Upon leaving my hotel for Battlefrog’s Greater DC event the receptionist said to keep an eye out for deer in the road while driving to the venue. To me, nothing else can better explain just how “out there” this venue was. And it made for an excellent race. From the race, to the festival, to the volunteers and workers, this was one very well executed event. Despite being new to the OCR scene, Battlefrog has set a very high bar.

Hobie Call kicked off the elite wave by listing off the rules (really just one rule: all obstacles must be completed with the exception of the paint ball gun obstacle). Once the runners took off there were immediately the over, under, and thru walls. While this did create a slight and instant bottleneck it was nice to have a couple obstacles right at the beginning to get warmed up. After running a little farther there was a mud hole (which could be avoided) followed by a small A-frame cargo net and then some nice up-hill action that led into the woods. After running through the woods for a stint the 8-foot walls were next. There was a slight oversight on the walls and no “boost-up” step had been installed so Hobie Call actually helped the elites who needed a step-up get over the walls. This was remedied before the open wave heats began. Then came the oh-so-painful jerry can carry. And this was absolutely a tougher route (in this racer’s opinion) than the Atlanta route. With all the brush that would trap your feet it was such an intense several minutes. Each runner was instructed to grab two cans and carry them down and then back up an extremely steep hill. A delta ladder followed with steps so far apart that if they had been spaced just a half-inch more I wouldn't have been able to reach with my foot on the way down, so I found it to be quite challenging on my quads! Runners were then led back into the woods to hop over a few waist-high logs and then stumble through the spider web obstacle, which were several bungee cord-like ropes tangled between the trees. The courses then split after a short run, the 5k to fork to the left while the 15k was to the right. The water pit came next which wasn't terribly deep or long, followed by the extremely challenging rope traverse wall. It was this obstacle that many of the elite females struggled severely with. This obstacle consisted of 4 or 5 ropes hanging from an A frame wall that you had to either jump or swing or slip from one to the other. Once that section was cleared a short balance beam led to a traverse rock wall and once you reached the end of that you rang the bell and jumped off to continue your race. Not an easy task, to say the least! The ladder wall was next, which was honestly a nice break during the intense race. Then came a very loose cargo net draped between two trees. The net was so loose that the volunteer (excuse me, the most enthusiastic volunteer ever!) was yelling out warnings and actually pulling on the next to make it tighter. This was a very interesting twist and made it quite fun.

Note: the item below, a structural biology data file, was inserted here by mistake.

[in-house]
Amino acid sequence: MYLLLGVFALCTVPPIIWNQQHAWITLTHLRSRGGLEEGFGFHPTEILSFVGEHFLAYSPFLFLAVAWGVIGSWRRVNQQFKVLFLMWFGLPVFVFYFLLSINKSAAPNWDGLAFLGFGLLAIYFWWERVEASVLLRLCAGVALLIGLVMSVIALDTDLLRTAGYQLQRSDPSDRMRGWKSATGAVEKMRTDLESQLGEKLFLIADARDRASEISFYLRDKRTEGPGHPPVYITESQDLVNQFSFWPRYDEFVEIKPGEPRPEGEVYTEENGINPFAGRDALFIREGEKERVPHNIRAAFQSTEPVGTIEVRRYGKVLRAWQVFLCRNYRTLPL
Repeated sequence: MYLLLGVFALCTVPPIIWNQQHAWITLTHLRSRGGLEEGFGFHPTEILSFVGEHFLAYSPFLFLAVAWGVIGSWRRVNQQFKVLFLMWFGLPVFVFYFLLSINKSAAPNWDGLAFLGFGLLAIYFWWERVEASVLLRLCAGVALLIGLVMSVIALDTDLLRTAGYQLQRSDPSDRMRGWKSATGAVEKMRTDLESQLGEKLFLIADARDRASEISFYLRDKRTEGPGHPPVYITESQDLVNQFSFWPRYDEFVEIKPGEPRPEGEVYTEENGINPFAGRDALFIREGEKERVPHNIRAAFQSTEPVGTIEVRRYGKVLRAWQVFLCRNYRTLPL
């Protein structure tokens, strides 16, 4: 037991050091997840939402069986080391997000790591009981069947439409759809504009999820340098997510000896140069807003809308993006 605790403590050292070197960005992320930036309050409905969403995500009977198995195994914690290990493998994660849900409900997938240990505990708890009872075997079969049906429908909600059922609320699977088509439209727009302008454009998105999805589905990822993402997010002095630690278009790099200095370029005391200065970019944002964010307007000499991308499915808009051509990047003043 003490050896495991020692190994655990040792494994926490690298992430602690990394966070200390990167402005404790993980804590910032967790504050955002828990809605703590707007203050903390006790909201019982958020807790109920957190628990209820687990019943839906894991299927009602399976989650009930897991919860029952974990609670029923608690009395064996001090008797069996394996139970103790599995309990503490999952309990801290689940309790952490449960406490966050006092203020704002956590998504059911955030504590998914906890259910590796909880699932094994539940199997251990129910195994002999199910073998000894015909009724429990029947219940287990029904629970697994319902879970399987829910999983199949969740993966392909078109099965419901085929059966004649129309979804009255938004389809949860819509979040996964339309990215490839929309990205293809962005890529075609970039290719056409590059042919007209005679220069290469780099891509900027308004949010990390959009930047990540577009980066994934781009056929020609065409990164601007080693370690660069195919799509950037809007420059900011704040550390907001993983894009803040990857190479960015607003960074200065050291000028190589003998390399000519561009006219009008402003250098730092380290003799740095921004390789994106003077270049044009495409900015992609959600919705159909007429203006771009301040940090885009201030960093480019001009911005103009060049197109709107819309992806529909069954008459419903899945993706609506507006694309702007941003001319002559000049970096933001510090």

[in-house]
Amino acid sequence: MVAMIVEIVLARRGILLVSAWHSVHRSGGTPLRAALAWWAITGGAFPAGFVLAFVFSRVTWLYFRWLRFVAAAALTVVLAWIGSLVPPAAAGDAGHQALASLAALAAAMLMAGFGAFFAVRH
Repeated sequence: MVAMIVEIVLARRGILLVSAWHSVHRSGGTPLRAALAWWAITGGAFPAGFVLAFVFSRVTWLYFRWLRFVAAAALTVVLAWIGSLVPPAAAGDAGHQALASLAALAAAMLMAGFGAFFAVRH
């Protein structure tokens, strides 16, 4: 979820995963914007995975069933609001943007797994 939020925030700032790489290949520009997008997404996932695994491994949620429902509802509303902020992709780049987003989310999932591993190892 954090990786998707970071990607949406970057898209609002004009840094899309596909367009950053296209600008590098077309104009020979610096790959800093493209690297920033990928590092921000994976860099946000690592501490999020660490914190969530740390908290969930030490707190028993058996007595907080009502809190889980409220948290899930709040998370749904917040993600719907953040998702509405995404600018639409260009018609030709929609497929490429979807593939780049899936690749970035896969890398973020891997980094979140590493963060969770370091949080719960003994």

A bit more running led to the sandbag carry. Runners would pick one up (avoiding the spiders that were chilling on the bags), carry it down a steep hill that was riddled with rocks, and climb back up. This of course was not nearly as intense as the jerry can obstacle due to the fact that there was not brush catching on your feet and having the ability to sling the bag over your shoulder, but the hill nonetheless was guaranteed to drain some energy. The short, and only, rope climb followed. Runners had the choice of knots or no knots. A few six-foot walls were then sprinkled into the trail. Next came a super steep hill for the fixed line ascent. This brought runners to an extremely narrow path leading to some more very steep terrain. An awesomely tall A-frame cargo net was the next obstacle to conquer. And then came the dreaded rope traverse. The slack in the rope actually had people’s backs in the water. Once your body was burning from this obstacle you ran back into some beautiful wooded trails to come out and complete 20 8-count body builders led by a high-energy volunteer who insisted you “COUNT OFF” after each one. Running back up a hill into the woods runners came to the 12-foot rope wall, which had options for different fitness levels. You could pick a rope with or without steps built onto the wall. This is the one point in the race I felt the signage was not clear. I literally stood there trying to see where the exit from the open circle was and the volunteer had to point it out. After running through the last bit of woods on the course runners burst out into mud terrain and army crawled through extremely low trenches to fall into a very smelly pond of water. Climbing out of the pond to a yellow cone was no easy feat and then came the inverted wall, which again had different options of difficulty (steps vs. no steps). Into two more ponds runners went and then came to the pipe tunnel which actually was put under a later part of the course (I love when they do that!). Continuing through muddy terrain, runners next faced the monkey bars with another extremely encouraging volunteer.